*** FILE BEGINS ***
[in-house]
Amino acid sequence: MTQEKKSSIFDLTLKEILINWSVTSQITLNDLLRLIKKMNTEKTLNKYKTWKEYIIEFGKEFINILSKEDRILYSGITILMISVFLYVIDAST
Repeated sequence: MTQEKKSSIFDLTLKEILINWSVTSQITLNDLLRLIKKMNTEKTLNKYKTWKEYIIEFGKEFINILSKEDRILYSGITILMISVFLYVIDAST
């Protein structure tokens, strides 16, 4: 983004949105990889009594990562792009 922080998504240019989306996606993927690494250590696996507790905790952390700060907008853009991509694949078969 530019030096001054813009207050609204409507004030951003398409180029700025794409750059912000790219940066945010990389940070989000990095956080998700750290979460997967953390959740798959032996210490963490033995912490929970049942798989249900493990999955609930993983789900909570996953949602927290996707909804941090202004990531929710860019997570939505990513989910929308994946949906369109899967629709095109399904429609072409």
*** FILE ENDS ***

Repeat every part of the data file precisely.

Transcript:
[in-house]
Amino acid sequence: MTQEKKSSIFDLTLKEILINWSVTSQITLNDLLRLIKKMNTEKTLNKYKTWKEYIIEFGKEFINILSKEDRILYSGITILMISVFLYVIDAST
Repeated sequence: MTQEKKSSIFDLTLKEILINWSVTSQITLNDLLRLIKKMNTEKTLNKYKTWKEYIIEFGKEFINILSKEDRILYSGITILMISVFLYVIDAST
């Protein structure tokens, strides 16, 4: 983004949105990889009594990562792009 922080998504240019989306996606993927690494250590696996507790905790952390700060907008853009991509694949078969 530019030096001054813009207050609204409507004030951003398409180029700025794409750059912000790219940066945010990389940070989000990095956080998700750290979460997967953390959740798959032996210490963490033995912490929970049942798989249900493990999955609930993983789900909570996953949602927290996707909804941090202004990531929710860019997570939505990513989910929308994946949906369109899967629709095109399904429609072409």